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Why do some Indians have such a hard time being proud of Sania Mirza?


Sania Mirza and Mahesh Bhupathi of India won the French Open mixed-doubles title in 2012 in Paris. (Mike Hewitt/Getty Images)

She is India's top-ranked female tennis player. She played at the Wimbledon championship this year. She was the most Googled female tennis player in the world in 2010.

And now Sania Mirza, 27, is being called the "daughter-in-law of Pakistan."

That charge amounts to a grave insult in India, which has a love-hate relationship with nuclear-armed neighbor and foe Pakistan. But Mirza did not change her nationality after she married popular Pakistani cricketer Shoab Malik in 2010, and she continues to play for India.

That has not stopped some Indians from looking at her with suspicion.

A day after the government in India's newest state of Telengana named Mirza its brand ambassador, K. Laxman, a lawmaker from the Hindu nationalist Bharatiya Janata Party (BJP) questioned her credentials for the job and called her the "daughter-in-law of Pakistan."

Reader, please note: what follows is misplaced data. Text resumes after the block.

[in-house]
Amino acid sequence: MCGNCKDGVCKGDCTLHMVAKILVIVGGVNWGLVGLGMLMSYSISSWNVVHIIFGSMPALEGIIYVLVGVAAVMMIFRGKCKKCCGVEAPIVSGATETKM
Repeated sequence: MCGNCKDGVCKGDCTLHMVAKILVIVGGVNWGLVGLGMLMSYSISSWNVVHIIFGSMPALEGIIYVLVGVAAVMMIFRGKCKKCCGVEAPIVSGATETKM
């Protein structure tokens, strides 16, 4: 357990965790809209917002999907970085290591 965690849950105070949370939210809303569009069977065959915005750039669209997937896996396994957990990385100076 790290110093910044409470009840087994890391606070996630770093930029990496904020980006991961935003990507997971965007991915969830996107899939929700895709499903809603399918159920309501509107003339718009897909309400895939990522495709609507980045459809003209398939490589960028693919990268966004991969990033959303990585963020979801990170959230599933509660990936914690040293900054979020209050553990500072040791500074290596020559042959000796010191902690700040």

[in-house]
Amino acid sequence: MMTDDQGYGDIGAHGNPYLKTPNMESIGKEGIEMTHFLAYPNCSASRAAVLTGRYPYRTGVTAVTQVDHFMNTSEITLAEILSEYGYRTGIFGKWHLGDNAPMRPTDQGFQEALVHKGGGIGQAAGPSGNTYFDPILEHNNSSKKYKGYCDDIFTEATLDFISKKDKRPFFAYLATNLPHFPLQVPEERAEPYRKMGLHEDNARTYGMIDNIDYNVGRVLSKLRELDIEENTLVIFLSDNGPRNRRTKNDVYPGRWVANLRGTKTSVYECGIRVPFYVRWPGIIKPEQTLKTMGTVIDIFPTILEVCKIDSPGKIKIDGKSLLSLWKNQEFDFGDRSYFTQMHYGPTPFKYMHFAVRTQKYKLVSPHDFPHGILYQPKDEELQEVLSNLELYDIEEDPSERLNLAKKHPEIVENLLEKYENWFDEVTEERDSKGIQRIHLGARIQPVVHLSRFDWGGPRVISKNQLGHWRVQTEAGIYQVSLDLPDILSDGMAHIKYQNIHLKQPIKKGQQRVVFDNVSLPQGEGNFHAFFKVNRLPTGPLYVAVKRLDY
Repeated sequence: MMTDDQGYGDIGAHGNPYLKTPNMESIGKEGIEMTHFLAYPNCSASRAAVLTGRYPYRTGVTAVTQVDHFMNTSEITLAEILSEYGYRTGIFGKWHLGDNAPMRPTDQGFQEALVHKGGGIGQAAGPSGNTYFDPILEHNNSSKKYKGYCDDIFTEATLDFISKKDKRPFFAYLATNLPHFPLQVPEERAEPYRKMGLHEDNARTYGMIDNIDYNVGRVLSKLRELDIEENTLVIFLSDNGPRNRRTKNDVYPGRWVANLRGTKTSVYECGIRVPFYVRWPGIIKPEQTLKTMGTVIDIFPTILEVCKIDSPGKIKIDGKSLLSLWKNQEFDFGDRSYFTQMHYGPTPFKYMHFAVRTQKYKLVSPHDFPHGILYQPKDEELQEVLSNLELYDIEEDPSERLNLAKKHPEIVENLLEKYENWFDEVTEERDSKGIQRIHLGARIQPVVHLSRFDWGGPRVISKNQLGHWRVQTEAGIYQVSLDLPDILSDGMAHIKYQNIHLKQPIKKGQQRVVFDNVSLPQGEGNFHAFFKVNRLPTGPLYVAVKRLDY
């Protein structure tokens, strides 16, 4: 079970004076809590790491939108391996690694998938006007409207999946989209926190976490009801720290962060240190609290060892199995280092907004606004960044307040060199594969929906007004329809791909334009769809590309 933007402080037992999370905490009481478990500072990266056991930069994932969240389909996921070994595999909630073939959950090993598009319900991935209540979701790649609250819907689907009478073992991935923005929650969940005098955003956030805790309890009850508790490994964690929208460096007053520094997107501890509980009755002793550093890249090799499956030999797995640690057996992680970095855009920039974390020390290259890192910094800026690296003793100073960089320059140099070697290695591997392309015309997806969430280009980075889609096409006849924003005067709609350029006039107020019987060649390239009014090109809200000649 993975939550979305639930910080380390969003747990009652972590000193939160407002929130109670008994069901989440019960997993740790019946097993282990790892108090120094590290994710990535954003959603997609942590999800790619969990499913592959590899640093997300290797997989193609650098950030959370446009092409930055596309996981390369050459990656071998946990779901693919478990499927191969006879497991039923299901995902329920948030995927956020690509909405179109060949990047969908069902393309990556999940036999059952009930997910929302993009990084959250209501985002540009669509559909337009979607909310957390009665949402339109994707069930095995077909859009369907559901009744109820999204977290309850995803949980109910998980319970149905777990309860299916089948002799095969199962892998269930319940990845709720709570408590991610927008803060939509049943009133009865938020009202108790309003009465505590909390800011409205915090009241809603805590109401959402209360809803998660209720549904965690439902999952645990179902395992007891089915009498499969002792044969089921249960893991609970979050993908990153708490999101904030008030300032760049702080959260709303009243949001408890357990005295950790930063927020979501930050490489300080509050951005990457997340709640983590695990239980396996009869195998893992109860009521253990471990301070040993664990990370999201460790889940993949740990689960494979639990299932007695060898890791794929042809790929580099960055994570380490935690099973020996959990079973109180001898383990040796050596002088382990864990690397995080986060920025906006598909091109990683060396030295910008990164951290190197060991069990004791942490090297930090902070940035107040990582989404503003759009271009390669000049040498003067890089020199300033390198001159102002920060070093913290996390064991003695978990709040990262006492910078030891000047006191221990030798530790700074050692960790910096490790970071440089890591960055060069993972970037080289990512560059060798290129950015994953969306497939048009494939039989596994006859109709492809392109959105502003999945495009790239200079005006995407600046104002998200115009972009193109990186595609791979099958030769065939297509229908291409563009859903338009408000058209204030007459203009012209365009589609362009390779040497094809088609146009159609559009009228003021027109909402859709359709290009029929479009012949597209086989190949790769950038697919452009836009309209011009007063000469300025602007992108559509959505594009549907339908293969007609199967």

His remark sparked outrage among Indians.

Is Mirza India's pride or Pakistan's bride?

On Twitter, the chatter was about "ugly sexism," "sexist bigot" and the status of daughters in India.

Tehseen Poonawalla, a spokesman for the Congress party, which is opposed to the BJP, tweeted his outrage.

But opinion within the BJP was divided. Senior BJP leader Murli Manohar Joshi said Laxman's comment "only reflects the culture of the person."

Subramanian Swamy, another BJP leader, raised questions about Mirza's patriotism: "When people have divided loyalties, we cannot expect them to represent the country or any part of the country faithfully," he told the television news agency ANI.

Mirza weighed in. And how.

In a statement, she said: "I am Indian, I will always remain one. I strongly condemn any attempts by any person, whosoever, to brand me an outsider."

Mirza is not new to controversy. In 2005, a Muslim cleric got rattled by the "Sania-mania" and subjected her to a fatwa, or a religious decree, for wearing short skirts on the court. When she advocated safe sex, she was accused of corrupting youths and her effigies were burnt. She calmed the anger by insisting that she was against premarital sex. But the biggest controversy has been over her marriage to the Pakistani cricketer.

Laxman offered to clarify. too.

"Her contribution to the achievement of Telangana is nothing. We feel pride she has brought laurels to the nation as a good tennis player," he told ANI. "But there are many other players, many other achievers in Telangana."

Rama Lakshmi has been with The Post's India bureau since 1990. She is a staff writer and India social media editor for Post World.
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